For each integer , we have a member of the manipulating coalition with weight . Now, must not reach the run-off round and must win by similar arguments to the last proof. Hence must be the winner. For to win , manipulators with total weight at least must rank first. Before the manipulators vote, the score of is , of is and of is . We note that must be ranked above in all manipulators votes and above in manipulators votes, otherwise loses to under . As manipulators must vote , we have , and . This increases the score of to and of to . Now must be ranked above in at least manipulators votes to increase its score to . Hence, the only possible option is if manipulators vote and vote and with weight . In this case the score of all candidates are the same and equal to . By the tie-breaking rule, wins. Therefore, there exists a manipulation iff there exists a partition.

We summarize our results about weighted manipulation in the following table.

plurality maximin Copeland cup Bucklin
plurality P NPC NPC NPC NPC
maximin P NPC NPC NPC
Copeland P P P
cup P P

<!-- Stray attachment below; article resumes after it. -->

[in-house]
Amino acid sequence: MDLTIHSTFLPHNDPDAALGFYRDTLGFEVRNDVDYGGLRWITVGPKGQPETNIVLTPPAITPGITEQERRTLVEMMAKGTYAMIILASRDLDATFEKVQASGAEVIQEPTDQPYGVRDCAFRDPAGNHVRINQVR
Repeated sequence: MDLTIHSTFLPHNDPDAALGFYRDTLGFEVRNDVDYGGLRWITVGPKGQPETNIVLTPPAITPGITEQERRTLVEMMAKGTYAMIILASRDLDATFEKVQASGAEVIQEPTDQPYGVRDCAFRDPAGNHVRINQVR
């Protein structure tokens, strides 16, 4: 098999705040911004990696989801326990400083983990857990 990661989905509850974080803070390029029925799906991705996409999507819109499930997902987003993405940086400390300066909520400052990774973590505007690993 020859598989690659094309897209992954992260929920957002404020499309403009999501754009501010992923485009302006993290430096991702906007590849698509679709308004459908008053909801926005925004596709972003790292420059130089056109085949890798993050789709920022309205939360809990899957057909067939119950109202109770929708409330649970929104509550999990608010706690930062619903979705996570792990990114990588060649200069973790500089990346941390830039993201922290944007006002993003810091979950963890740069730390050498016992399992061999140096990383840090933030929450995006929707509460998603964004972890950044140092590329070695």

Bucklin P
Table 1: Computational complexity of coalition manipulation with weighted votes and 3 candidates
Opt Greedy Plur AdaptGreedy
4,4 1.17 1.44 1.81 1.41
4,8 1.78 2.02 2.52 2.02
4,16 1.94 2.25 2.63 2.19
4,32 2.85 3.17 3.99 3.07
8,8 2.00 2.83 1.81
8,16 2.44 3.36 2.21
8,32 3.63 5.25 3.13
16,16 2.85 4.32 2.27
16,32 3.71 6.11 2.92
32,32 3.96 6.36 2.88
Opt Greedy Plur AdaptGreedy
4,4 2.19 2.35 2.76 2.34
4,8 3.79 4.09 4.50 4.03
4,16 7.68 7.99 8.59 7.92
4,32 11.68 12.20 13.07 11.94
8,8 4.42 5.25 4.21
8,16 8.41 10.06 8.12
8,32 17.79 20.85 16.95
16,16 9.73 11.83 9.18
16,32 16.98 21.07 15.79
32,32 18.66 23.28 17.64
(a) The uniform model. (b) The urn model.
Table 2: Experiments on randomly generated profiles: average number of required manipulators.

5 Approximation

One way to deal with the intractability of manipulation is to view computing a manipulation as an approximation problem where we try to minimise the number of manipulators. We argue here that combining voting rules together can make such approximation problems more challenging. In particular, we show that a good approximation method for a rule like will perform very poorly when is combined with a simple rule like or . We consider the algorithm for Borda that computes a manipulation that is within 1 of the optimal number of manipulators [11].